134. Lost at Sea
I believe I read someplace that this is the author's first foray into graphic novels, and it shows. His more recent stuff is better.
Teenage angst on a road trip. The thing is that for many people being a teenager is a very angst ridden time of their lives, but this story does not do a good job of exploring what is going on with our protagonist. There are some interesting threads, but nothing really comes of any of them. It felt murky and unfinished, and I'm not a fan of the manga style illustrations for this story.
This book is targeted for a teen audience, and maybe they'll get more out of it that I did. Not my cup of tea. Rating: 2 stars.
Book blurb: Matthew's parents are worried. At eleven, he's much too old to have an imaginary friend, yet they find him talking to and arguing with a presence that even he admits is not physically there. This presence - Chocky - causes Matthew to ask difficult questions and say startling things.
I'll stop the blurb there, as I really think the less you know about this story and the genre it's in, the better your reading experience will be.
John Wyndham is a British author whose work I've been meaning to read for ages, as his works are considered classics. This one was first published in 1968, and holds up really well today.
I listened to the audiobook, which is wonderfully narrated by Daniel Weyman. This delightful and charming novella takes a little over four hours to listen to, and I'd recommend it for both teen and adult readers. Rating: 4 stars.
This is an interesting graphic novel to read as the weather turns crisper in these northern climes. You know that feeling when you're walking outside in the fall and your breath catches as you glimpse something out the corner of your eye, and then realize it is only falling leaves?
This story is like that, only there is no relief to be had. It is hard to talk about this book without giving away the fun of discovering what it is about, so all I'll say is that it'll make you think about beach days very differently after you read this one. The black and white sketchy art wonderfully evokes the right mood for the story.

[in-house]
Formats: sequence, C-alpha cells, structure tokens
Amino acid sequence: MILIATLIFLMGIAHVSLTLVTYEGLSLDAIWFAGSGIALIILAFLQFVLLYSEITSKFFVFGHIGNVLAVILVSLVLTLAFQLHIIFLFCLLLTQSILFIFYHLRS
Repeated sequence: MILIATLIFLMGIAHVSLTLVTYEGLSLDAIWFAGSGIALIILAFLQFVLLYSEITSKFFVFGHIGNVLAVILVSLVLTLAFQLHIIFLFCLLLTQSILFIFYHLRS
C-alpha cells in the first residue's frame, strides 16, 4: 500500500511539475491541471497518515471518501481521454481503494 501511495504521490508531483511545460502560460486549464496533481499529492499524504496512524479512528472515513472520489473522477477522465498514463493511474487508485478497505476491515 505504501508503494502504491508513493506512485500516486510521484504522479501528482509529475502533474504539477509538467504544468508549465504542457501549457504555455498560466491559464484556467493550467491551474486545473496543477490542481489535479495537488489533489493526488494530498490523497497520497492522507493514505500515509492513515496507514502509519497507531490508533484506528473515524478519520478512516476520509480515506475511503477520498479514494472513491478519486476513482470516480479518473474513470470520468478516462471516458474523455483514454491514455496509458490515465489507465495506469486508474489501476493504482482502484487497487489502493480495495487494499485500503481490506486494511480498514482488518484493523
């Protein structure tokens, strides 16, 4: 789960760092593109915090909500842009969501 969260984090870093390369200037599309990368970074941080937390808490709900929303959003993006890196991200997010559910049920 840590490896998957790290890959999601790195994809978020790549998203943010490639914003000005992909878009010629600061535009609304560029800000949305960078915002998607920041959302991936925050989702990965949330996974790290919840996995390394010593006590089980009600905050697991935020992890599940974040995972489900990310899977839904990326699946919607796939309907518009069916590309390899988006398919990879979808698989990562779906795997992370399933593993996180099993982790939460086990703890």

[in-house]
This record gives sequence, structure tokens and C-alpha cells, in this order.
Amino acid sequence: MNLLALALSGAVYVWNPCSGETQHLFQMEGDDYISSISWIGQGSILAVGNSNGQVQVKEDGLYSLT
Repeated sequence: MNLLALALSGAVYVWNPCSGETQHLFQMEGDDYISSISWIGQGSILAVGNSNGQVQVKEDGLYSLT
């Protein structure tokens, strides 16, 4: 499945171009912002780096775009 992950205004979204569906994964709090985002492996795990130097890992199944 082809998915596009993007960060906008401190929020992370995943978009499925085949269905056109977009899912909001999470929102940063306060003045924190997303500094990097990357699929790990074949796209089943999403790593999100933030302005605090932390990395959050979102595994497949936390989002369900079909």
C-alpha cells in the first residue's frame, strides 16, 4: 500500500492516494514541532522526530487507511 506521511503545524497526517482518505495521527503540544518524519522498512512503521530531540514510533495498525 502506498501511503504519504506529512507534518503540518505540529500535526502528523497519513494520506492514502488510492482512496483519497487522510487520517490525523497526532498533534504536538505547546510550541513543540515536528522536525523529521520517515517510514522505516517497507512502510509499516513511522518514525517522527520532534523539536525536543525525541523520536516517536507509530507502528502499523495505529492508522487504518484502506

If you decide to read this, do not read the book blurbs, just pick it up and read it. Rating: 4 stars.
137. Disgraced: A Play
Book blurb: Everyone has been told that politics and religion are two subjects that should be off-limits at social gatherings. But watching these characters rip into these forbidden topics, there's no arguing that they make for ear-tickling good theater.
I've always loved plays, and have fond memories of both watching regular productions as a kid, and also acting in several, and to this day The Sound of Music, and Fiddler on the Roof hold a special place in my heart.
There is something magical created by the words, the actors, the setting, and the audience when one watches a play. I don't however, as a general rule, read plays. There is so much lost when all you have are the words on a page, and I quite appreciated that in the forward the author talks about what is gained and lost when you see a production, as opposed to read the words.
This won the 2013 Pulitzer Prize winner for Drama, and is really good. The characters and dialog draw out some of the experiences of being a Muslim in a post 9/11 America, and it is a frank exploration on race, religion, being an immigrant and a person of color, art, and relationships.
Life and love are complicated things, and this play sheds some light on the things we look at, but often do not see. I look forward to seeing the play in Boston next year. Rating: 4 stars.